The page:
Did the trial court err by finding that the arbitration agreement was unconscionable and, therefore, unenforceable?
Respondent is Susan K. Oats, whose mother was hospitalized in November, 2015, and then transported to Petitioner’s nursing home. Respondent was presented with an admission packet containing 97 pages. Respondent alleges that she was in a state of “chaos” at the time because of worry for her mother’s health and lengthy work hours. The packet included what Respondent described as a hand-crafted arbitration agreement. The agreement had the following features: (1) a “loser pays” provision giving the arbitrator power to assess fees and costs, including attorney fees, against the losing party; (2) a confidentiality provision that allegedly gave Petitioner--as a “repeat player” in arbitration circles--access to “a wealth of knowledge and precedent from previous arbitration proceedings”; (3) language selecting NAF as the arbitrator even though it was notoriously anti-consumer; and (4) language that effectively shortened the statute of limitations.
Petitioner moved to dismiss, citing the arbitration language in the admission agreement. Respondent opposed the motion and argued that the agreement was both procedurally and substantively unconscionable. The trial court agreed. Petitioner appeals from the trial court’s order denying Petitioner’s motion to dismiss.
Petitioner makes two basic arguments.
First, Petitioner argues that the trial court’s unconscionability finding was wrong. Petitioner points out that the admission agreement is, in fact, voluntary. Furthermore, the specific provisions cited by Respondent are not substantively unconscionable. Instead, they are facially neutral and impose “equal obligations on both parties.” Petitioner also failed to make a showing of procedural unconscionability. Respondent was well educated and had worked for many years in management. There was also a substantial delay, i.e., 18 hours or more, between the admission and the time Respondent signed the admission agreement.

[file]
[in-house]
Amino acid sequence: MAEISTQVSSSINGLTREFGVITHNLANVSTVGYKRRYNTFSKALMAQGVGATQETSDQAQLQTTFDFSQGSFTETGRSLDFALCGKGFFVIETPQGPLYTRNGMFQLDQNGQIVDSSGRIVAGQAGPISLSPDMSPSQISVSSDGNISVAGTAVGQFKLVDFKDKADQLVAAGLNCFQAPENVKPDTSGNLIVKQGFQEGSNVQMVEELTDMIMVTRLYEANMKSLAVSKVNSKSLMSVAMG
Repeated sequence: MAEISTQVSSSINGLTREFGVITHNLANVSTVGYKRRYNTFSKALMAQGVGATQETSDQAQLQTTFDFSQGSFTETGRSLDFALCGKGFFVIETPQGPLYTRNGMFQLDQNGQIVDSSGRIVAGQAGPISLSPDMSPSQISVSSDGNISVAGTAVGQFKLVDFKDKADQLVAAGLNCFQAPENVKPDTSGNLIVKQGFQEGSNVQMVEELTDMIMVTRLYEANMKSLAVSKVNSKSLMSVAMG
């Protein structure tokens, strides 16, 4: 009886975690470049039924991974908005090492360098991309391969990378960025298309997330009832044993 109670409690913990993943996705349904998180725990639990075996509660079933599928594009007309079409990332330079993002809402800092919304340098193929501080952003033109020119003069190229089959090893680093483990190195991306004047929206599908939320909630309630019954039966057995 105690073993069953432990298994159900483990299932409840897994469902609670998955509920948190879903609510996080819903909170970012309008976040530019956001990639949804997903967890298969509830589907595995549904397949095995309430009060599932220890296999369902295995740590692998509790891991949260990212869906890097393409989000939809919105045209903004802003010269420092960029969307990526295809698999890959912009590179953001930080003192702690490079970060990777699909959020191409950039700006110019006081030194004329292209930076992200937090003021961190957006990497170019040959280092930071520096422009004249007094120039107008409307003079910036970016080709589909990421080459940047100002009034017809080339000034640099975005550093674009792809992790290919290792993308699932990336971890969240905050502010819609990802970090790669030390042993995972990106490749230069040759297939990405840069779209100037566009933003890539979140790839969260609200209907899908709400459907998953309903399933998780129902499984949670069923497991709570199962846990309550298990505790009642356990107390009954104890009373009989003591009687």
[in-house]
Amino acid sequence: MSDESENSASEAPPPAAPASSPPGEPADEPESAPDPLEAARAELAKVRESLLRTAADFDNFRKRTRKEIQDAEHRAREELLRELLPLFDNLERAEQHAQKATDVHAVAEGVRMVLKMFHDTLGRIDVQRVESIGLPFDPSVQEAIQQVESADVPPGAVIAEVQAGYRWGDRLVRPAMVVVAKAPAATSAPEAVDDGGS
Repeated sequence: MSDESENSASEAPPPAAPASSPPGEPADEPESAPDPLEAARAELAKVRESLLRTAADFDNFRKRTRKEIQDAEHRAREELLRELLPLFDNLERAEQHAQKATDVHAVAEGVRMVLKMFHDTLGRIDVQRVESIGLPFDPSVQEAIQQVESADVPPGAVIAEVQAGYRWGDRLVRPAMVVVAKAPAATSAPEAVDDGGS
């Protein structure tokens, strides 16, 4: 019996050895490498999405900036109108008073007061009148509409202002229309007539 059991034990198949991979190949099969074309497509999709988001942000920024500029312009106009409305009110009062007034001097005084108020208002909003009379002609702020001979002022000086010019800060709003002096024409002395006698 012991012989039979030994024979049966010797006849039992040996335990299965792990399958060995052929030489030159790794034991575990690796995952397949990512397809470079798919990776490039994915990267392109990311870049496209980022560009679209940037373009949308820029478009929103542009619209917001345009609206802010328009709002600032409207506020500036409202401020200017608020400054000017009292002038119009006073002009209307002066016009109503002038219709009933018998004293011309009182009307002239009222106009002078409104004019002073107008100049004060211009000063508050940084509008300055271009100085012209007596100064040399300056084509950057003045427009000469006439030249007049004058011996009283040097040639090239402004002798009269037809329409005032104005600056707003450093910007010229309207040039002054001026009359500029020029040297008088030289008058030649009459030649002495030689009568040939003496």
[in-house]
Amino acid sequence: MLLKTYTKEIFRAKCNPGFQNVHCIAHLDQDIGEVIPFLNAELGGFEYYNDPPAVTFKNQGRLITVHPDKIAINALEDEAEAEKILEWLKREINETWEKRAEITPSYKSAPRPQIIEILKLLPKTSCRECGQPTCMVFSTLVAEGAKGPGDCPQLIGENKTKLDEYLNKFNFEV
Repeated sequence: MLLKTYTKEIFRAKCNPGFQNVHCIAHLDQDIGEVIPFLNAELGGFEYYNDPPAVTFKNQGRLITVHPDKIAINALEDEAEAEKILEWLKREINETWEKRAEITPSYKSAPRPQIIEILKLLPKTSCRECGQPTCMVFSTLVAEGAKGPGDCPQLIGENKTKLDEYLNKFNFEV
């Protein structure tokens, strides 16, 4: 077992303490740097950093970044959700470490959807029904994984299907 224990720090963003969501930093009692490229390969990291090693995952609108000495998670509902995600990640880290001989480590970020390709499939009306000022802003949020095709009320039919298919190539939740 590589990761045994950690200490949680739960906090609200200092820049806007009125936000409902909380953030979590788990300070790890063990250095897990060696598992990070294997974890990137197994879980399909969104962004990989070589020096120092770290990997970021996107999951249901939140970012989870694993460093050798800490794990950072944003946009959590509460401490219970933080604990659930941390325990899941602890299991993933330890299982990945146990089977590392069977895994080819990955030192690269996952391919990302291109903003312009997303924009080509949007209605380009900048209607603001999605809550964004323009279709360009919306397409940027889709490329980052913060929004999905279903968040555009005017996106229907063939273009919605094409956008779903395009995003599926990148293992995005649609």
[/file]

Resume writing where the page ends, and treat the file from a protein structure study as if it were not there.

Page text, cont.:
Second, Petitioner acknowledges that NAF was unavailable as an arbitration forum because it had entered into a consent decree preventing it from hearing consumer cases. Nevertheless, the choice of arbitrator was not an essential term of the agreement. Instead, it was only an “ancillary logistical concern.” Therefore, the arbitration agreement remained fully enforceable.
According to Respondent, she was in a “compromised” bargaining position. The admission agreement was presented on a take-it-or-leave-it basis. Respondent did not know there was arbitration language in the agreement and Petitioner did not explain that language. Furthermore, the signature line on the page with the arbitration agreement was marked by Petitioner with an “x,” dispelling any suggestion it was voluntary. Furthermore, the specific provisions cited by Respondent were intended (1) to intimidate Respondent and dissuade her from pursuing any recovery, and (2) to give Petitioner a clear strategic advantage in any arbitration proceedings that might take place. Thus, the trial court was correct in finding both procedural and substantive unconscionability.
With respect to NAF, Respondent was not arguing this feature in and of itself made the arbitration agreement unenforceable. Instead, it was Respondent’s position that the choice of an anti-consumer arbitrator was yet another fact indicating that the agreement was substantively unconscionable.
This is a Rule 19 case, meaning that the Supreme Court does not anticipate writing a new syllabus point addressing any of the arbitration issues raised herein. However, this case presents a fairly common fact pattern seen in many kinds of consumer transactions across the State of West Virginia. How the Supreme Court addresses unconscionability under these facts will be a good indicator of how it will deal with unconscionability issues as they arise in future cases.